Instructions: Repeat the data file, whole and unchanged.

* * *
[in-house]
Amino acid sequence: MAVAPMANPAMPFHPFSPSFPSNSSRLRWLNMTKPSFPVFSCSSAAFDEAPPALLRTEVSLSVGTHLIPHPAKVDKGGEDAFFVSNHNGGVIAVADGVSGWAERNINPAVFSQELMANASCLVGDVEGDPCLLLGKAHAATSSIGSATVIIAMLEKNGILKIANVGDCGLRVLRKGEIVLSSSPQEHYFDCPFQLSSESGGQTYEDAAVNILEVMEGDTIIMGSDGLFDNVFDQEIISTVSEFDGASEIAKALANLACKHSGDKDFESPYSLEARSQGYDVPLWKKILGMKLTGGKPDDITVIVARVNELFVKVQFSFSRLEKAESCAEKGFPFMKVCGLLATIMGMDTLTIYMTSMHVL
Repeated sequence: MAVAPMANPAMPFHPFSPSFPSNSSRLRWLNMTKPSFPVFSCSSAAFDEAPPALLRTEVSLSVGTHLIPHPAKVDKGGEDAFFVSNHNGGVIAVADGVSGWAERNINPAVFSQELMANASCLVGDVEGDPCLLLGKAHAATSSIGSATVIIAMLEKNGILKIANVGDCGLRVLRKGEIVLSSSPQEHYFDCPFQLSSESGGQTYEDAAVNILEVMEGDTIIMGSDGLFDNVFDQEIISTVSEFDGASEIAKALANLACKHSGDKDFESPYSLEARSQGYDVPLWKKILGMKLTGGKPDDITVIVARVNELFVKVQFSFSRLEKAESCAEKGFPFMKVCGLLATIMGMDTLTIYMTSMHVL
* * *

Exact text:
[in-house]
Amino acid sequence: MAVAPMANPAMPFHPFSPSFPSNSSRLRWLNMTKPSFPVFSCSSAAFDEAPPALLRTEVSLSVGTHLIPHPAKVDKGGEDAFFVSNHNGGVIAVADGVSGWAERNINPAVFSQELMANASCLVGDVEGDPCLLLGKAHAATSSIGSATVIIAMLEKNGILKIANVGDCGLRVLRKGEIVLSSSPQEHYFDCPFQLSSESGGQTYEDAAVNILEVMEGDTIIMGSDGLFDNVFDQEIISTVSEFDGASEIAKALANLACKHSGDKDFESPYSLEARSQGYDVPLWKKILGMKLTGGKPDDITVIVARVNELFVKVQFSFSRLEKAESCAEKGFPFMKVCGLLATIMGMDTLTIYMTSMHVL
Repeated sequence: MAVAPMANPAMPFHPFSPSFPSNSSRLRWLNMTKPSFPVFSCSSAAFDEAPPALLRTEVSLSVGTHLIPHPAKVDKGGEDAFFVSNHNGGVIAVADGVSGWAERNINPAVFSQELMANASCLVGDVEGDPCLLLGKAHAATSSIGSATVIIAMLEKNGILKIANVGDCGLRVLRKGEIVLSSSPQEHYFDCPFQLSSESGGQTYEDAAVNILEVMEGDTIIMGSDGLFDNVFDQEIISTVSEFDGASEIAKALANLACKHSGDKDFESPYSLEARSQGYDVPLWKKILGMKLTGGKPDDITVIVARVNELFVKVQFSFSRLEKAESCAEKGFPFMKVCGLLATIMGMDTLTIYMTSMHVL